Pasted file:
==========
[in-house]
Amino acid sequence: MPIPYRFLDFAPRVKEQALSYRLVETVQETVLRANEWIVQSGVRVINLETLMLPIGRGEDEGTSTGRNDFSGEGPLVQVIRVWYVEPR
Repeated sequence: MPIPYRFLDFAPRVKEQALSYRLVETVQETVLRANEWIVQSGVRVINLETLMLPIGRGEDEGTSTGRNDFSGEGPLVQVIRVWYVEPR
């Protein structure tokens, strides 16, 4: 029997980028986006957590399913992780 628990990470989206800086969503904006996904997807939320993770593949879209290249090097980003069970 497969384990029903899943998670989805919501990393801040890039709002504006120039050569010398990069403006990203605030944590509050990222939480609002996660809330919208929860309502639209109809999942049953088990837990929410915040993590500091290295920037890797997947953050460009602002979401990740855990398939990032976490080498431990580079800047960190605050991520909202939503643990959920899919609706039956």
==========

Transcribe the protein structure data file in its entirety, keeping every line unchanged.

[in-house]
Amino acid sequence: MPIPYRFLDFAPRVKEQALSYRLVETVQETVLRANEWIVQSGVRVINLETLMLPIGRGEDEGTSTGRNDFSGEGPLVQVIRVWYVEPR
Repeated sequence: MPIPYRFLDFAPRVKEQALSYRLVETVQETVLRANEWIVQSGVRVINLETLMLPIGRGEDEGTSTGRNDFSGEGPLVQVIRVWYVEPR
């Protein structure tokens, strides 16, 4: 029997980028986006957590399913992780 628990990470989206800086969503904006996904997807939320993770593949879209290249090097980003069970 497969384990029903899943998670989805919501990393801040890039709002504006120039050569010398990069403006990203605030944590509050990222939480609002996660809330919208929860309502639209109809999942049953088990837990929410915040993590500091290295920037890797997947953050460009602002979401990740855990398939990032976490080498431990580079800047960190605050991520909202939503643990959920899919609706039956």